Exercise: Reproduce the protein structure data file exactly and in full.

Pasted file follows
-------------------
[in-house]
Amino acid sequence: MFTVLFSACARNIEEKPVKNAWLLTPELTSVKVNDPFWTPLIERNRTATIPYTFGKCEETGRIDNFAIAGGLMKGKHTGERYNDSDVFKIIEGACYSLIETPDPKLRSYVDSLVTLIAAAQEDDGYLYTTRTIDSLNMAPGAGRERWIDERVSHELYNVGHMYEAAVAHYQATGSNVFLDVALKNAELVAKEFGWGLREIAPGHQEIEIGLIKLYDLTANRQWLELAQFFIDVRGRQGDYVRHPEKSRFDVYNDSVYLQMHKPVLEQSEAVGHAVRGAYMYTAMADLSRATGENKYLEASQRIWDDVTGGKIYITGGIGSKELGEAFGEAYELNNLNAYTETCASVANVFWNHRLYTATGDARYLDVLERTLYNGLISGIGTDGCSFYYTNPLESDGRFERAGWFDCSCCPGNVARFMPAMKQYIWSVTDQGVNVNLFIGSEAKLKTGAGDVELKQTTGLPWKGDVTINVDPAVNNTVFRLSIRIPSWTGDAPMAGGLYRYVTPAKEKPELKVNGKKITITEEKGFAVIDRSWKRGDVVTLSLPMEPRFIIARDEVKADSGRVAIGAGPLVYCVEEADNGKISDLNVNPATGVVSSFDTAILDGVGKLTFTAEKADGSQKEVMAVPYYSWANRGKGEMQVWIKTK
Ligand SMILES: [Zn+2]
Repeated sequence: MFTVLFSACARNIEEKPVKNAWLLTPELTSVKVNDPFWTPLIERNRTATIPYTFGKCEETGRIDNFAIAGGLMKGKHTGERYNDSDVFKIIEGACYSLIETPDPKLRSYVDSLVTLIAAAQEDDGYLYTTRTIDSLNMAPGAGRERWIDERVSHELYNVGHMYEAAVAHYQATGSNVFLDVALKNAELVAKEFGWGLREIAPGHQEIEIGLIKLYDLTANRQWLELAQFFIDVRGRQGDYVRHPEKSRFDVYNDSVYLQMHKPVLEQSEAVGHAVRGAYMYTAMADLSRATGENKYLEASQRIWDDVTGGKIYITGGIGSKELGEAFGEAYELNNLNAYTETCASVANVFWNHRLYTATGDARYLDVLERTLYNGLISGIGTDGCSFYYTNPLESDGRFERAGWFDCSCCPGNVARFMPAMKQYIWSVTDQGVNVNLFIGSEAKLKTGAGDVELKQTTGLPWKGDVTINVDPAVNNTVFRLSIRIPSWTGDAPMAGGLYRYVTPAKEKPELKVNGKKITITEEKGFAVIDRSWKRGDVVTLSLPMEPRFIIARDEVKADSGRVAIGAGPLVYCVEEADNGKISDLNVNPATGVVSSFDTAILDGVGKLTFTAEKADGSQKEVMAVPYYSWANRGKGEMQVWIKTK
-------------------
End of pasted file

[in-house]
Amino acid sequence: MFTVLFSACARNIEEKPVKNAWLLTPELTSVKVNDPFWTPLIERNRTATIPYTFGKCEETGRIDNFAIAGGLMKGKHTGERYNDSDVFKIIEGACYSLIETPDPKLRSYVDSLVTLIAAAQEDDGYLYTTRTIDSLNMAPGAGRERWIDERVSHELYNVGHMYEAAVAHYQATGSNVFLDVALKNAELVAKEFGWGLREIAPGHQEIEIGLIKLYDLTANRQWLELAQFFIDVRGRQGDYVRHPEKSRFDVYNDSVYLQMHKPVLEQSEAVGHAVRGAYMYTAMADLSRATGENKYLEASQRIWDDVTGGKIYITGGIGSKELGEAFGEAYELNNLNAYTETCASVANVFWNHRLYTATGDARYLDVLERTLYNGLISGIGTDGCSFYYTNPLESDGRFERAGWFDCSCCPGNVARFMPAMKQYIWSVTDQGVNVNLFIGSEAKLKTGAGDVELKQTTGLPWKGDVTINVDPAVNNTVFRLSIRIPSWTGDAPMAGGLYRYVTPAKEKPELKVNGKKITITEEKGFAVIDRSWKRGDVVTLSLPMEPRFIIARDEVKADSGRVAIGAGPLVYCVEEADNGKISDLNVNPATGVVSSFDTAILDGVGKLTFTAEKADGSQKEVMAVPYYSWANRGKGEMQVWIKTK
Ligand SMILES: [Zn+2]
Repeated sequence: MFTVLFSACARNIEEKPVKNAWLLTPELTSVKVNDPFWTPLIERNRTATIPYTFGKCEETGRIDNFAIAGGLMKGKHTGERYNDSDVFKIIEGACYSLIETPDPKLRSYVDSLVTLIAAAQEDDGYLYTTRTIDSLNMAPGAGRERWIDERVSHELYNVGHMYEAAVAHYQATGSNVFLDVALKNAELVAKEFGWGLREIAPGHQEIEIGLIKLYDLTANRQWLELAQFFIDVRGRQGDYVRHPEKSRFDVYNDSVYLQMHKPVLEQSEAVGHAVRGAYMYTAMADLSRATGENKYLEASQRIWDDVTGGKIYITGGIGSKELGEAFGEAYELNNLNAYTETCASVANVFWNHRLYTATGDARYLDVLERTLYNGLISGIGTDGCSFYYTNPLESDGRFERAGWFDCSCCPGNVARFMPAMKQYIWSVTDQGVNVNLFIGSEAKLKTGAGDVELKQTTGLPWKGDVTINVDPAVNNTVFRLSIRIPSWTGDAPMAGGLYRYVTPAKEKPELKVNGKKITITEEKGFAVIDRSWKRGDVVTLSLPMEPRFIIARDEVKADSGRVAIGAGPLVYCVEEADNGKISDLNVNPATGVVSSFDTAILDGVGKLTFTAEKADGSQKEVMAVPYYSWANRGKGEMQVWIKTK